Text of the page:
Social impairments are core features of schizophrenia that lead to poor outcome. Social skills and competence improve quality of life and protect against stress-related exacerbation of symptoms, while supporting resilience, interpersonal interactions, and social affiliation. To improve outcome, we must remediate social deficits. Existing psychosocial interventions are moderately effective but the effort-intensive nature (high burden), low adherence, and weak transfer of skills to everyday life present significant hurdles toward recovery. Thus, there is a dire need to develop effective, engaging and low-burden social interventions for people with schizophrenia that will result in better compliance rates and functional outcome. We will test the effectiveness of a novel adaptive virtual reality (VR) intervention in improving targeted social cognitive function (social attention as indexed by eye scanning patterns) in individuals with schizophrenia. VR technology offers a flexible alternative to conventional therapies, with several advantages, including a simplified and low-stress social interaction environment with targeted opportunities to simulate, exercise and reinforce basic elements of social skills in a very wide range of realistic scenarios, and to repea exposure to naturalistic situations from multiple angles. Our desktop VR `game' is designed as an `intelligent' system that adaptively adjusts the difficulty of social training tasks based on participant's physiological, eye tracking and performance data in real time. Such dynamic feedback-based, `closed-loop' VR supports and enhances training because it adjusts and personalizes the learning environment in real time for each participant so that he/she always learns at an optimal arousal and attentional state. Furthermore, the VR environment can potentially simulate any social scenarios, which allows the participants to exercise social skills n a wide variety of situations. Such simulation exercises can help generalize learned skills to everyday life. The R21 phase will aim to implement the social intervention VR task, test its efficacy on improving social attention (target) in schizophrenia, and determine an optimal `dose'. We hypothesize that the VR training will engage social attention and improving social attention will lead to better social outcome. The R33 phase will test the adaptive social VR game against an active control condition in a pilot randomized controlled trial to evaluate the relative efficac of the social VR on enhancing social attention and associated neural circuitry. We will also examine social outcome. If this initial work is successful, our long-term goals are to develop VR social skills training modules that are personalized, accessible, and portable so that social remediation can become an integral part of one's daily life.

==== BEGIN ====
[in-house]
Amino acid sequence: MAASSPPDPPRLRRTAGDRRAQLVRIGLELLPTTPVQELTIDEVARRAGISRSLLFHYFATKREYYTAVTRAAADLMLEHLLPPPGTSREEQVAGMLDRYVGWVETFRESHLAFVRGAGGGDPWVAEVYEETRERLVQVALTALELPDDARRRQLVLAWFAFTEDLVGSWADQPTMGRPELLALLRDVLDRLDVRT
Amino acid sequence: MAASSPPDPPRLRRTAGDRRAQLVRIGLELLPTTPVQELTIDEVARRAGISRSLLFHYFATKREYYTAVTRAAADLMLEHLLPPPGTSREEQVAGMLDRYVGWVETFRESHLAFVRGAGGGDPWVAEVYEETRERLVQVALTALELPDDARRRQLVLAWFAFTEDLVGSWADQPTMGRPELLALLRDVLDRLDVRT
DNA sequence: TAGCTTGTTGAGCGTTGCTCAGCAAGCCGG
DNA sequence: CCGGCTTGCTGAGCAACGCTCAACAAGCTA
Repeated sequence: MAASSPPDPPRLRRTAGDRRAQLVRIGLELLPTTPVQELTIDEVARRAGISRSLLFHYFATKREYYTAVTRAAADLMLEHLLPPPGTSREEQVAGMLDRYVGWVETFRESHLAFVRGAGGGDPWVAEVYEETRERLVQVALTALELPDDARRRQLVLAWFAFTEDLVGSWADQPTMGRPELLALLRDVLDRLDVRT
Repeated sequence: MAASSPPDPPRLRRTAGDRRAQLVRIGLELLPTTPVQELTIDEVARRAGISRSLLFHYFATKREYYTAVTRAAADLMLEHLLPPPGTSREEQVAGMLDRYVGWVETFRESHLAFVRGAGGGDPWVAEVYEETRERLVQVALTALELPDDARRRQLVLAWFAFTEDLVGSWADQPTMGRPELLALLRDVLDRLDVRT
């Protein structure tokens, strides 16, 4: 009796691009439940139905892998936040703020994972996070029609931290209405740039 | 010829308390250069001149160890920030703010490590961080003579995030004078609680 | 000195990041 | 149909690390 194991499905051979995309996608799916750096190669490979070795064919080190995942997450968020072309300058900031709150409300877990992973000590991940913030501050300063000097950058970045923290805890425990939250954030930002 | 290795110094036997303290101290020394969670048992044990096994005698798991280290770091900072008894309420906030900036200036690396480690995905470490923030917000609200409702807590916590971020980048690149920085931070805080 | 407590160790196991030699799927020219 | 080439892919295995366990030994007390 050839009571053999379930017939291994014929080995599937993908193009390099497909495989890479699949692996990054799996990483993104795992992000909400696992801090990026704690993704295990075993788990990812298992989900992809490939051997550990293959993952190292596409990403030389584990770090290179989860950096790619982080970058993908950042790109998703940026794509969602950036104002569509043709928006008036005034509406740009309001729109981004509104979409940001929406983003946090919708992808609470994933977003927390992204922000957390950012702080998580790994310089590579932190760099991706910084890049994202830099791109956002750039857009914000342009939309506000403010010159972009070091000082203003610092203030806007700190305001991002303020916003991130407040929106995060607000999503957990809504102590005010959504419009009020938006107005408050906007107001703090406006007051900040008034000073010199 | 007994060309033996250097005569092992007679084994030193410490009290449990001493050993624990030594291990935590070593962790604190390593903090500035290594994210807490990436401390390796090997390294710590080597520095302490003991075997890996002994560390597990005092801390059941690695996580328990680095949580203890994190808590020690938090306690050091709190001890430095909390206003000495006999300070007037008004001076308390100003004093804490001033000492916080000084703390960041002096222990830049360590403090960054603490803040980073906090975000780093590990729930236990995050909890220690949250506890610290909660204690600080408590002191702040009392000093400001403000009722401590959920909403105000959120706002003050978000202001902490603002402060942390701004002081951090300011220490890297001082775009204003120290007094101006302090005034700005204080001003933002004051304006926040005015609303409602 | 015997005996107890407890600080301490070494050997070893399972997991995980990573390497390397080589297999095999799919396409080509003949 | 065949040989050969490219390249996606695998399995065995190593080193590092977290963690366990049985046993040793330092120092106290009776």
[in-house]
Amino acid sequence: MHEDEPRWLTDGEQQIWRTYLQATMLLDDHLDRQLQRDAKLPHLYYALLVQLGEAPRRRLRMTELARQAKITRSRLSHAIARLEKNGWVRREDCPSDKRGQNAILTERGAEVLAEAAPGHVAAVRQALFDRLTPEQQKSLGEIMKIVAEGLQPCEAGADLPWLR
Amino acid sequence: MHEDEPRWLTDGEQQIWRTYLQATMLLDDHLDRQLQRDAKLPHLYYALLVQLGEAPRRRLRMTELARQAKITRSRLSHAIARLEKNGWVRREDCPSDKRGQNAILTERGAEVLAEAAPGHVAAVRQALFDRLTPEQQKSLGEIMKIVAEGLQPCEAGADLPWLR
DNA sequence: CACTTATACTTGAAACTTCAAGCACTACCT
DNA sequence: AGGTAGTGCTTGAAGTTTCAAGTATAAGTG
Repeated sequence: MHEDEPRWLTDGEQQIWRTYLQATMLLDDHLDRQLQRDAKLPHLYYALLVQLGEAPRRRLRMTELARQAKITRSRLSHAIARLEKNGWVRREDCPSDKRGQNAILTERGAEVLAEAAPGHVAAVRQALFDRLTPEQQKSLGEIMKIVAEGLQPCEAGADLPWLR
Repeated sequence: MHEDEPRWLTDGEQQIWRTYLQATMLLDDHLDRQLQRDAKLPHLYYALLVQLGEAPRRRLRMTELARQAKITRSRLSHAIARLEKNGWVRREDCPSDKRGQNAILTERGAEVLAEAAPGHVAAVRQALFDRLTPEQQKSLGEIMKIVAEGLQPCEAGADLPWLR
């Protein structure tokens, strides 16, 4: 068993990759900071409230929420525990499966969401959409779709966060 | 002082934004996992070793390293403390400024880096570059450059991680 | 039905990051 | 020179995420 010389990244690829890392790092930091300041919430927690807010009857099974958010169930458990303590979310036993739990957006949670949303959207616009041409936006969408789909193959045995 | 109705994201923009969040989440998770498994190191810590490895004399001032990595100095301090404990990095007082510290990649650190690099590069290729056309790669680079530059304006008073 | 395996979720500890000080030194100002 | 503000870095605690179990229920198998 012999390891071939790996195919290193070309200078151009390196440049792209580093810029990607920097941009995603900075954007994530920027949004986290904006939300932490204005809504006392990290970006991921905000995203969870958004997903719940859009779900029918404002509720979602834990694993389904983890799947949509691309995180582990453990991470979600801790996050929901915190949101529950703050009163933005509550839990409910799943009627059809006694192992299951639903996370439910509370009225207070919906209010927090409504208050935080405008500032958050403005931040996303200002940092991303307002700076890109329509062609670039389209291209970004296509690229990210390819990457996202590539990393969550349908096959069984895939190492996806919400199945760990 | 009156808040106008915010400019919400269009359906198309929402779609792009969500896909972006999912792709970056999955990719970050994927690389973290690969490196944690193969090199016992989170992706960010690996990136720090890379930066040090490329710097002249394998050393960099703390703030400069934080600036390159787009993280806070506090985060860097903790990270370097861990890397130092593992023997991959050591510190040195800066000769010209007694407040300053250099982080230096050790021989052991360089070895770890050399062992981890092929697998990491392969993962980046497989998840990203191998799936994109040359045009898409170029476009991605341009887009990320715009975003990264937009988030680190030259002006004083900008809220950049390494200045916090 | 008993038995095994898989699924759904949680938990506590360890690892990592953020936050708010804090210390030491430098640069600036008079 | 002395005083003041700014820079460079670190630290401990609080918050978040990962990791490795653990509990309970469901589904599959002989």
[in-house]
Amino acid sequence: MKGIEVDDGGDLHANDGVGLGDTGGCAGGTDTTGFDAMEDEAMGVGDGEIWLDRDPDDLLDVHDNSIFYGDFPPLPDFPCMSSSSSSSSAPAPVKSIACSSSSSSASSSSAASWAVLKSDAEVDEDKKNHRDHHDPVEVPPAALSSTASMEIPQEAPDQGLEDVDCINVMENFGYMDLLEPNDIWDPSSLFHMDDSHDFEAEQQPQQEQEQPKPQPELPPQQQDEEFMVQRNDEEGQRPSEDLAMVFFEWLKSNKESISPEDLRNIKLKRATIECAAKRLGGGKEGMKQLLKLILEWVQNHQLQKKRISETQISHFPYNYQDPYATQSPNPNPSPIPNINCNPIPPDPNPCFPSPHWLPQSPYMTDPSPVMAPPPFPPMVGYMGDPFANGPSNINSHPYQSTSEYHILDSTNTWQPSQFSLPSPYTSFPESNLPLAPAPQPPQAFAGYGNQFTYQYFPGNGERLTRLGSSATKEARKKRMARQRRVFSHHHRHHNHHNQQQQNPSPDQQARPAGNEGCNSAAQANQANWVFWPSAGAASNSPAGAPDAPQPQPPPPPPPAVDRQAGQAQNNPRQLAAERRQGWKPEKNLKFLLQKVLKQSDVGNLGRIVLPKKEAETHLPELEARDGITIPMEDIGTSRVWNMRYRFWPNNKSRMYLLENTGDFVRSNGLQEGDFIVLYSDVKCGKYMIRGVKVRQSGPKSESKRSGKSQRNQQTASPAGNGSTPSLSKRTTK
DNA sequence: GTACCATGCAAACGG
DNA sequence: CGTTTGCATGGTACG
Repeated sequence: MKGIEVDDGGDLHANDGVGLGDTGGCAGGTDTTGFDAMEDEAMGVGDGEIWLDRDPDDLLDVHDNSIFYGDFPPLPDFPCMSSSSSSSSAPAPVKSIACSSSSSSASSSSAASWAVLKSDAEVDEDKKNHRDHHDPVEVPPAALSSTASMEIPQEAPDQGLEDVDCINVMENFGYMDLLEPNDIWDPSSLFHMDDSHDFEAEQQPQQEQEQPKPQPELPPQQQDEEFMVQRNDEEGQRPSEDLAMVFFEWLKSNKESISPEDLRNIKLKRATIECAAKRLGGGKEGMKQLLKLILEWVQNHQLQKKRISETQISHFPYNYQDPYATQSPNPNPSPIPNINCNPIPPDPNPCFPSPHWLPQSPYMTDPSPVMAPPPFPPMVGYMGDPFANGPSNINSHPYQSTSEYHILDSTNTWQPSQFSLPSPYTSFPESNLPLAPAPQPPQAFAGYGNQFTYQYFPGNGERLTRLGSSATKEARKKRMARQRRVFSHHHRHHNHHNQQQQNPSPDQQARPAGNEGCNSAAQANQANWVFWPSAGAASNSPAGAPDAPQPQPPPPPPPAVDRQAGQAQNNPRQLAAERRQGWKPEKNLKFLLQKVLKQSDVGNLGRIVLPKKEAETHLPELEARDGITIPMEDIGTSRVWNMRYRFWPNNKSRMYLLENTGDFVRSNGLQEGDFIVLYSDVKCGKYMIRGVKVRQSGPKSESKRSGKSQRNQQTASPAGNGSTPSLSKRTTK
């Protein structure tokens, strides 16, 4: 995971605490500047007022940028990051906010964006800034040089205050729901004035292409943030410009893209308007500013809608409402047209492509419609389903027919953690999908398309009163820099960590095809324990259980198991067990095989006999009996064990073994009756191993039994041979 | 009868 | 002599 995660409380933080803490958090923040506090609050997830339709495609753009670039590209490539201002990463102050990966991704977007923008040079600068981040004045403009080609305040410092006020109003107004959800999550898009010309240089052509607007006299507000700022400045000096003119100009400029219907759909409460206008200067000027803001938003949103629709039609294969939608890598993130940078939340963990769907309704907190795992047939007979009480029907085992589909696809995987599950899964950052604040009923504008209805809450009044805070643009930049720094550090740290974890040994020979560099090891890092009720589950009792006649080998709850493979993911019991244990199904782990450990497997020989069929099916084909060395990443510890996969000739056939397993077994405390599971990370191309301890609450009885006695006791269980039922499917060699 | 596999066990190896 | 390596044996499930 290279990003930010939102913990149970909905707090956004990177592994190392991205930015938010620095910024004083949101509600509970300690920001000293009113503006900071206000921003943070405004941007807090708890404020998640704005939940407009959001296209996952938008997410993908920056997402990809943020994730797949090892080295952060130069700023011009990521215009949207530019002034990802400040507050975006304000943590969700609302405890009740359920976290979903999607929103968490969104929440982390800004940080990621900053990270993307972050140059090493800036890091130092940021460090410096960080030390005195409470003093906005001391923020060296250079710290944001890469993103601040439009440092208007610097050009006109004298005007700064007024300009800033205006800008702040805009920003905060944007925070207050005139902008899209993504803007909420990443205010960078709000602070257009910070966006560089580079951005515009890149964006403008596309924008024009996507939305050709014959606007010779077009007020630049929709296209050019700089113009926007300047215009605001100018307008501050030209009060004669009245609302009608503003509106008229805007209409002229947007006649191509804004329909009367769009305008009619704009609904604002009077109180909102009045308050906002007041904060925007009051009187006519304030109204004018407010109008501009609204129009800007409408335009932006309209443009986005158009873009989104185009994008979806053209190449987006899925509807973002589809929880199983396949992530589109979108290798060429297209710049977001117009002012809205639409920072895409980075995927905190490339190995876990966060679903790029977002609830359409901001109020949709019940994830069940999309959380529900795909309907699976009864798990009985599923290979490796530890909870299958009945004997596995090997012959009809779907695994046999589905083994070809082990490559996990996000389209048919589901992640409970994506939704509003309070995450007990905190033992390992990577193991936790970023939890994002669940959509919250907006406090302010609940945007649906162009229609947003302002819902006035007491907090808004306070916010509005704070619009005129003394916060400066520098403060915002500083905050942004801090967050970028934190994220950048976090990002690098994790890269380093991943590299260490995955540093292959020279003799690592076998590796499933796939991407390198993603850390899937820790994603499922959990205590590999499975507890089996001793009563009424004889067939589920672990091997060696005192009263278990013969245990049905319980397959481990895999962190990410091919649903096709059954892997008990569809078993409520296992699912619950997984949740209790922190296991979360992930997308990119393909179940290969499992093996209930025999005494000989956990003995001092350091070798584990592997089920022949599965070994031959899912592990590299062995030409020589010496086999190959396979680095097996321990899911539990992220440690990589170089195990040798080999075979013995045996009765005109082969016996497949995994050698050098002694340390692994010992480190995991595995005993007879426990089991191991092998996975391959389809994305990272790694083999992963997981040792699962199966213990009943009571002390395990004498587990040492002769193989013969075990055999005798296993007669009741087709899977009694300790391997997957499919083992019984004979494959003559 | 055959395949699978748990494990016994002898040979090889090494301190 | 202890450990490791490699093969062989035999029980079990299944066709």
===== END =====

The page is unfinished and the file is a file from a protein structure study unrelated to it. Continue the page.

Public Health Relevance

Schizophrenia is a severe and debilitating disorder that affects about 1% of the population, costing more than $100 billion annually in USA, and although some of the psychotic symptoms such as hallucinations and delusions are partly ameliorated by antipsychotic drugs, the route to recovery is hampered by social impairments. Since current social interventions are not readily available to most patients, place heavy burden on the therapists and the patients, and suffer from low adherence, we aim to develop an effective, low-burden and high-compliance social skills intervention, using an innovative, adaptive virtual reality (VR) technology to target a specific social cognitive mechanism. If our approach is successful, it will lead to an accessible and engaging intervention method with high compliance rates that will improve social outcome in schizophrenia.

National Institute of Health (NIH)
National Institute of Mental Health (NIMH)
Exploratory/Developmental Grants (R21)
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Special Emphasis Panel (ZMH1)
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Morris, Sarah E
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Vanderbilt University Medical Center
Schools of Arts and Sciences
United States
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Adery, Laura H; Ichinose, Megan; Torregrossa, LĂ©nie J et al. (2018) The acceptability and feasibility of a novel virtual reality based social skills training game for schizophrenia: Preliminary findings. Psychiatry Res 270:496-502